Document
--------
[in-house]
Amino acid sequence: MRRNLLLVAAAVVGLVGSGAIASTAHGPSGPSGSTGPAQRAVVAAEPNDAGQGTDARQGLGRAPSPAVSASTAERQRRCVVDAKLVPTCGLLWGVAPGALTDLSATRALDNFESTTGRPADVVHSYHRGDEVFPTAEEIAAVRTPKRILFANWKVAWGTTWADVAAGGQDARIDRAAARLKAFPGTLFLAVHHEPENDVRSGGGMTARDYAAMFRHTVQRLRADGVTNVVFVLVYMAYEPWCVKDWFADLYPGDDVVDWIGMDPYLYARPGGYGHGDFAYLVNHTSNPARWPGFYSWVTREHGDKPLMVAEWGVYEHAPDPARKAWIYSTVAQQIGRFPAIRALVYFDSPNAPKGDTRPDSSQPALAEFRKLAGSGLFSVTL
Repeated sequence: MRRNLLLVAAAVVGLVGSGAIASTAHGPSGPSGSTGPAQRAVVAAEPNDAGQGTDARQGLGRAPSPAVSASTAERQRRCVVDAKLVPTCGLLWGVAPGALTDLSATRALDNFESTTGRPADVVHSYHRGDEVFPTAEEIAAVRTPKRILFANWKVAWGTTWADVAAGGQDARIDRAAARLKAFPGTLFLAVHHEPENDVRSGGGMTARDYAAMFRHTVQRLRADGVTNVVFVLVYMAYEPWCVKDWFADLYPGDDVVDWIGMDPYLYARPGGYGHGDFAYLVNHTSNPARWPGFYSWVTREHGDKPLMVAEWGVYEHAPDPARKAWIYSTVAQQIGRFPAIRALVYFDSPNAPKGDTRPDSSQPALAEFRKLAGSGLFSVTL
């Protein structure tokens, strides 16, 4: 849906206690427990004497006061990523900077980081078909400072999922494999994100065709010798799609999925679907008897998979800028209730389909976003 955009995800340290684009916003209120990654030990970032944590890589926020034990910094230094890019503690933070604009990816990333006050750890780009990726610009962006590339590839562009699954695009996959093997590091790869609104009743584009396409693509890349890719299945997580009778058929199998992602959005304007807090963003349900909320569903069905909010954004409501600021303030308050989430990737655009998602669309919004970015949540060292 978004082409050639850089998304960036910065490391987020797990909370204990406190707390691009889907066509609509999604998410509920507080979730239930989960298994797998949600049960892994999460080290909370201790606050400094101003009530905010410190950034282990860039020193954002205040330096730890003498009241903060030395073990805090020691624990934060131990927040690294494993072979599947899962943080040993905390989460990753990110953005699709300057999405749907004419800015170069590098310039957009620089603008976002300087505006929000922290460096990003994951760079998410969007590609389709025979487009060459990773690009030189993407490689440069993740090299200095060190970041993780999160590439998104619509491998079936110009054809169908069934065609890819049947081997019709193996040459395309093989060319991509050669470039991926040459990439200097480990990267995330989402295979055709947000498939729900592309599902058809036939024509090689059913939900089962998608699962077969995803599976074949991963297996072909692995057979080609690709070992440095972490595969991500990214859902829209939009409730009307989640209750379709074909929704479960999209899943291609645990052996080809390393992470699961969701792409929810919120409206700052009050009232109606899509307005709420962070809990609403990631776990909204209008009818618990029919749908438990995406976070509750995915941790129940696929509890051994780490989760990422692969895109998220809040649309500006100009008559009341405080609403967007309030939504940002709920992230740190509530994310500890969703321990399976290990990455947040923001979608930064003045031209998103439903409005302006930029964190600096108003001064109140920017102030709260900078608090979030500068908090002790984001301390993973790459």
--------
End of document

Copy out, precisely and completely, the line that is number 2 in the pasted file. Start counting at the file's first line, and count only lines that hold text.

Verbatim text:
Amino acid sequence: MRRNLLLVAAAVVGLVGSGAIASTAHGPSGPSGSTGPAQRAVVAAEPNDAGQGTDARQGLGRAPSPAVSASTAERQRRCVVDAKLVPTCGLLWGVAPGALTDLSATRALDNFESTTGRPADVVHSYHRGDEVFPTAEEIAAVRTPKRILFANWKVAWGTTWADVAAGGQDARIDRAAARLKAFPGTLFLAVHHEPENDVRSGGGMTARDYAAMFRHTVQRLRADGVTNVVFVLVYMAYEPWCVKDWFADLYPGDDVVDWIGMDPYLYARPGGYGHGDFAYLVNHTSNPARWPGFYSWVTREHGDKPLMVAEWGVYEHAPDPARKAWIYSTVAQQIGRFPAIRALVYFDSPNAPKGDTRPDSSQPALAEFRKLAGSGLFSVTL